FASlink Fetal Alcohol Disorders Society
FASD grossly under-diagnosed and under-reported
Bruce Ritchie, Moderator, FASlink Fetal Alcohol Disorders Society

The current rates of FASD are grossly under-diagnosed and under-reported. There are many reasons for this.

Exposure Rates and Markers

Statistics Canada, Canadian Community Health Survey 2000/01, reports that between ages 12 to 34, 19.9% of females report having 5 or more drinks on one occasion, twelve or more times a year. Depending on age bracket, this number ranges from 13.8% to 26.0% who report 5 or more drinks on one occasion, twelve or more times a year. An additional 32.2% ages 15 to 34 report using 5 or more drinks on one occasion, 1 to 11 times a year. Five drinks will give a typical 100 lb (45 kg) female a Blood Alcohol Level of 0.25%, three times the legal limit.

Many girls, including those in the above statistics, drink less than 5 drinks on each occasion but still drink frequently.

About 50% of pregnancies are unplanned. Most girls are 2 to 3 months pregnant before they find out. In some cases, it is much longer. The baby may have been swimming in alcohol at many parties before the pregnancy was known. If she stops drinking then, she will often assume no damage has been done.

Psychologically, it is extremely difficult for anyone to admit something they did could have seriously harmed their child. That being the case, what are the odds she will discuss the issue with anyone, including her doctor?

In Ontario, 83% of Grade 12 students drink, and 45% have had at least one episode of binge drinking in the previous 4 weeks, according to the 2003 Ontario Student Drug Use Survey. While the percentage of students binge drinking increases with each grade, the biggest single increase – from 8 to 24 percent – occurs between Grades 8 and 9. A significant number of kids are starting very young.

A 2003 survey of British Columbia high-school students conducted by the McCreary Centre Society found that 46 percent of males and 43% of females in high school who admitted to drinking had engaged in binge drinking in the previous month.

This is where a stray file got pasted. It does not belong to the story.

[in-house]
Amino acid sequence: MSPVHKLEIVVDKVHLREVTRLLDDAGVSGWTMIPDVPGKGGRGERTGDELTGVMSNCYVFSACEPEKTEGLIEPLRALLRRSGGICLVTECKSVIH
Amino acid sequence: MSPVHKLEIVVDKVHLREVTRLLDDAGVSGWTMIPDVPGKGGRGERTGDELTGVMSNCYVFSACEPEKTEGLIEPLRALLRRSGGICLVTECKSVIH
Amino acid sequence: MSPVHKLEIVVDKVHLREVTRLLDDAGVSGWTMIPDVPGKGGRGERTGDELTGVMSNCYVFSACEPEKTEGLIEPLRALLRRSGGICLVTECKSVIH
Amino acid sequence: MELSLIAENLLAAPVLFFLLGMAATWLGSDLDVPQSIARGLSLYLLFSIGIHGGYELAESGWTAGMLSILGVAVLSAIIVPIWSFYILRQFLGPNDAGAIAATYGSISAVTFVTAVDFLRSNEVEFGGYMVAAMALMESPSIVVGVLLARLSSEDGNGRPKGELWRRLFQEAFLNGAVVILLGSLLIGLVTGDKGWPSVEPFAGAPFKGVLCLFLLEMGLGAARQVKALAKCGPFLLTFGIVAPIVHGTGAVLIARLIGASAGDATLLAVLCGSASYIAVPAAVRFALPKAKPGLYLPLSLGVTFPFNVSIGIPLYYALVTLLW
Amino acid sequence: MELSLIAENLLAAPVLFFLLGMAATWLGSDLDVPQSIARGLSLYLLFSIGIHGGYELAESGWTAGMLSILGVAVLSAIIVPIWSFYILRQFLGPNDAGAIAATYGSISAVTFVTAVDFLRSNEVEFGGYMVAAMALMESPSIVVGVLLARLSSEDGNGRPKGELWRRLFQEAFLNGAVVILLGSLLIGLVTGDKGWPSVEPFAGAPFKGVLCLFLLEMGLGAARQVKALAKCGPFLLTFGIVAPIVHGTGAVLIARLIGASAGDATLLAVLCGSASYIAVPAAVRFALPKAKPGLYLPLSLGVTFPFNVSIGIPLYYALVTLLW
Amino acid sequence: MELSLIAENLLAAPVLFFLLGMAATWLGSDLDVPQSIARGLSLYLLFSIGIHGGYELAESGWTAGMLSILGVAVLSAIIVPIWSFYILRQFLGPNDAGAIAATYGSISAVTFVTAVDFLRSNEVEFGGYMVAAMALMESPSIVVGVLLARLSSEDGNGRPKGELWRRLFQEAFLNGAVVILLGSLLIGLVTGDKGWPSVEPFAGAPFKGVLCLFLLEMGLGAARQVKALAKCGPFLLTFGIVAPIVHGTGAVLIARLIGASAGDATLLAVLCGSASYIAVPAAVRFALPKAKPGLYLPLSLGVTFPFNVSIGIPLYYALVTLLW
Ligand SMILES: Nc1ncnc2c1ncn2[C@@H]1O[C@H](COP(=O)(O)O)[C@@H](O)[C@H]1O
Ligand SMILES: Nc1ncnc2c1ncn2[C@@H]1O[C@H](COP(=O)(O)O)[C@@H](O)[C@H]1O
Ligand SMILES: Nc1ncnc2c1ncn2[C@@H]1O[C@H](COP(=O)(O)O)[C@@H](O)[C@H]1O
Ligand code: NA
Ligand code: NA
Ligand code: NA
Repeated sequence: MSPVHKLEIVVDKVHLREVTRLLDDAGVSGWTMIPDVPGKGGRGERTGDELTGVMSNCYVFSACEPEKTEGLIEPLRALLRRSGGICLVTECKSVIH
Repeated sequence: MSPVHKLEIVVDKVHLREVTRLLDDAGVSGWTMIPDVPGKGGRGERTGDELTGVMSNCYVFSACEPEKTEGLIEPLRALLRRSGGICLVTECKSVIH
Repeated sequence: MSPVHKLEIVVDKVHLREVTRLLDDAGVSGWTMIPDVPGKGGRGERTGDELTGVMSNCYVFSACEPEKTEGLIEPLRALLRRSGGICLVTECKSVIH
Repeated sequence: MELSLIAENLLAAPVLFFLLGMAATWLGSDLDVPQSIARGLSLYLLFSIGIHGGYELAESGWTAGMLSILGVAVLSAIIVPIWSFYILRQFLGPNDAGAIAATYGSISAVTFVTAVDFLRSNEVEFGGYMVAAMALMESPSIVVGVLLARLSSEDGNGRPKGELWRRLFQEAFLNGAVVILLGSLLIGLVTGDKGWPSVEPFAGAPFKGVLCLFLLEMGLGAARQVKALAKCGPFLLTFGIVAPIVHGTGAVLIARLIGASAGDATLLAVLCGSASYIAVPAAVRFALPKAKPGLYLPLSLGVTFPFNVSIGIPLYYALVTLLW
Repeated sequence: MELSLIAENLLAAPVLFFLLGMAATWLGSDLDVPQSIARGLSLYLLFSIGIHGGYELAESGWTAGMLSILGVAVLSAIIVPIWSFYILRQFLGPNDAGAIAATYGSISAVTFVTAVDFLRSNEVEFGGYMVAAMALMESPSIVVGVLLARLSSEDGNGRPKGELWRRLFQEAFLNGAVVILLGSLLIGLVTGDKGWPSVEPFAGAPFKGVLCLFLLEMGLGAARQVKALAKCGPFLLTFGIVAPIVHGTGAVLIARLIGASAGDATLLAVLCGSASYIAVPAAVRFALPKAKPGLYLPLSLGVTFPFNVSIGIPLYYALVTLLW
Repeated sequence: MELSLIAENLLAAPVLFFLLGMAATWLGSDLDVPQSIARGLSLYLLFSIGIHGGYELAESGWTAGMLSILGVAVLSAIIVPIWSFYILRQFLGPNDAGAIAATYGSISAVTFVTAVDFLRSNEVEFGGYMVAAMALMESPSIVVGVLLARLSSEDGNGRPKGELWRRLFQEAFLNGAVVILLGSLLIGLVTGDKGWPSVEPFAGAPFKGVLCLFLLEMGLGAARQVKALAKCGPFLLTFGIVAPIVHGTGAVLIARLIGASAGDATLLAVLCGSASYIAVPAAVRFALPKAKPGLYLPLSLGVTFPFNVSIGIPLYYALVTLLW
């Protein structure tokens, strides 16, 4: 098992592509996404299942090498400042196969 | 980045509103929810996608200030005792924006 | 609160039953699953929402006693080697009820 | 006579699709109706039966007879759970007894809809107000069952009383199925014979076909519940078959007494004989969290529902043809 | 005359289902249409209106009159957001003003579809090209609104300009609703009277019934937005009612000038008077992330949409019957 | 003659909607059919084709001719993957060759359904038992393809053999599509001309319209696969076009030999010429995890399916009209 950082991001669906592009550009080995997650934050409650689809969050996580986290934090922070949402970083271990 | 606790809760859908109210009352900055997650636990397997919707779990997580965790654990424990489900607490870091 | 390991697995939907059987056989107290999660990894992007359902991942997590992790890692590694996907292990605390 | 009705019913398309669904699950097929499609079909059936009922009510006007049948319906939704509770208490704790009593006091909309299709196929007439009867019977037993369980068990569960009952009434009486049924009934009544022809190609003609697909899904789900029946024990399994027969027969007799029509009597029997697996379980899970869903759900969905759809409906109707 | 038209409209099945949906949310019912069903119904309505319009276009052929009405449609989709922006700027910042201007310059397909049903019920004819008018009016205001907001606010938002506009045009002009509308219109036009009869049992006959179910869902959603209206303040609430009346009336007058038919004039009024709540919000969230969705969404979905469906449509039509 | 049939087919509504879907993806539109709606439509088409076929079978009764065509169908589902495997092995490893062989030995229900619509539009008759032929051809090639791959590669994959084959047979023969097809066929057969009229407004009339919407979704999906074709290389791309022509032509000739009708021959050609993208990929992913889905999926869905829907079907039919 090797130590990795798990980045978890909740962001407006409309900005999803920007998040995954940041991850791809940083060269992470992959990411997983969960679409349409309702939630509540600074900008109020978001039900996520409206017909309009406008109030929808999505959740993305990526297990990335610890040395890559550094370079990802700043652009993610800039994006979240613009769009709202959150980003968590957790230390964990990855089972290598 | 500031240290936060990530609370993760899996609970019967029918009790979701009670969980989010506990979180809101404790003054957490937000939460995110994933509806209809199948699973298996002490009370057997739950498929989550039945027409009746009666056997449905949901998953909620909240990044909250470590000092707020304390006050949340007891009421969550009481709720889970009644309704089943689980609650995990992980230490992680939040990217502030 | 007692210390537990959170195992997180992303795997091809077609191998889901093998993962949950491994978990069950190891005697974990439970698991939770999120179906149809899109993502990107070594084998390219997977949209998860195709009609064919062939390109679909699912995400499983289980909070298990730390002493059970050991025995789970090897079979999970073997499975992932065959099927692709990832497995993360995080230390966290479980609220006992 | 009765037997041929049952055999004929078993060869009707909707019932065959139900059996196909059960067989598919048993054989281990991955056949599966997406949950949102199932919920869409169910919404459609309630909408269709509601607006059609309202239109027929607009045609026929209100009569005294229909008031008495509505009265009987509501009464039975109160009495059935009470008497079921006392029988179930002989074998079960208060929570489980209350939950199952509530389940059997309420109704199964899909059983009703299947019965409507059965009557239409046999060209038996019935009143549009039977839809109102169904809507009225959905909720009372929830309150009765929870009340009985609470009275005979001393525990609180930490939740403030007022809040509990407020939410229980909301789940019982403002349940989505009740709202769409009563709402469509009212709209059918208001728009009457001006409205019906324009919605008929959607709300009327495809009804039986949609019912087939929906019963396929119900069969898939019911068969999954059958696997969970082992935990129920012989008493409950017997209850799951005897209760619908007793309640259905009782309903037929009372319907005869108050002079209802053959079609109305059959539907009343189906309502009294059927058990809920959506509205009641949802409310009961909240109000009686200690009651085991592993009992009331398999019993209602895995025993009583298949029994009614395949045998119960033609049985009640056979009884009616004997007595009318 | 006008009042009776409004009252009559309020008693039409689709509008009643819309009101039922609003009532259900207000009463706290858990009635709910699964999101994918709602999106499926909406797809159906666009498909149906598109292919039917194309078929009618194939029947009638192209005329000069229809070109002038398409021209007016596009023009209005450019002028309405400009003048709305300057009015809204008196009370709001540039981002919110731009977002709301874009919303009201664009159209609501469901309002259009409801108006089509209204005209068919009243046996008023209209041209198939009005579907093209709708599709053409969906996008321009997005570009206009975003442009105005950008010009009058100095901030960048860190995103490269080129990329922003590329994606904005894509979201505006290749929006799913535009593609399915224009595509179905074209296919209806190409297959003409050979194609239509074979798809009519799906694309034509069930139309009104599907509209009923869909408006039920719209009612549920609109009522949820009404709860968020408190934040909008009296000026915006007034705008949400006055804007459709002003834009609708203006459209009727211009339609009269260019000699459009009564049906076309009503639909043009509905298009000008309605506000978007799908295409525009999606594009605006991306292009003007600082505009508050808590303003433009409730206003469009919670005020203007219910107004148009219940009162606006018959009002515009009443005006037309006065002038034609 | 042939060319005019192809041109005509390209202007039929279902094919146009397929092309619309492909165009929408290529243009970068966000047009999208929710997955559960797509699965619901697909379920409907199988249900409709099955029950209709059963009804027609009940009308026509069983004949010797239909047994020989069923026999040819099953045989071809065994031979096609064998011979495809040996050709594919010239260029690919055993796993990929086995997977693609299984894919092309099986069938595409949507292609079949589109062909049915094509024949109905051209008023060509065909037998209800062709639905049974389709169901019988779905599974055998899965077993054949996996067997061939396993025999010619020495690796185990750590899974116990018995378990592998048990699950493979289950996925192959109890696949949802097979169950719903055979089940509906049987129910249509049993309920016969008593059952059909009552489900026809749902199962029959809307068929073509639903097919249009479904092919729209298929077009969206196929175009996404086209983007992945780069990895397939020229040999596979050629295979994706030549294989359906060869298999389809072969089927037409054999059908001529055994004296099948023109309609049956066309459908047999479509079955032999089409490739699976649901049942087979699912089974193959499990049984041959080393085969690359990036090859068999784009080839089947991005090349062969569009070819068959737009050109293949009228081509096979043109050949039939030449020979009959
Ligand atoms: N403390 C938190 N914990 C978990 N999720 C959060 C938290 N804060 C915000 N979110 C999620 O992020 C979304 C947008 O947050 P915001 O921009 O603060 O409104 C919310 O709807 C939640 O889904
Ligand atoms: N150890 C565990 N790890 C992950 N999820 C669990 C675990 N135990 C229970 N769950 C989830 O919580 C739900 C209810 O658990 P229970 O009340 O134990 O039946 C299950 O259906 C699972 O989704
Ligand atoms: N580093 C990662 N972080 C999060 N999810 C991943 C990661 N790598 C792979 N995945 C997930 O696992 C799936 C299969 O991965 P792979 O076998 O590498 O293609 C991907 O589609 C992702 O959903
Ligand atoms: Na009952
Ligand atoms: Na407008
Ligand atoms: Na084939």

The Canadian Campus Survey in 2000 found that 63% of students reported consuming 5 or more drinks in a single sitting in the previous year.

Meconium is the first bowel movement by a newborn infant. Available since at least 2001, the meconium based assay incorporates a panel of Fatty Acid Ethyl Esters as bio-markers of maternal alcohol use during the last 20 weeks of pregnancy. Studies with the MecStat-EtOH assay (Avitar Technologies Inc., United States Drug Testing Laboratories) found fetal exposure to alcohol in 15-18% of newborns tested, approximately 4% of the newborns had elevated results. These results compare to those included in the CDC Behavioral Risk Factor Surveillance System and the SAMSHA National Household Survey on Drug Abuse.

As the meconium test does not detect exposure in the first 4.5 months, it would not include those mothers who drank during the first trimester and quit when they discovered they were pregnant. Yet major damage could have already occurred to the baby.

Given the above, it is reasonable to estimate that at least 20% of children have been exposed to multiple sessions of binge drinking. In addition, there will be many who have been exposed to lower dose drinking prenatally. Total exposure to alcohol could easily exceed 40%.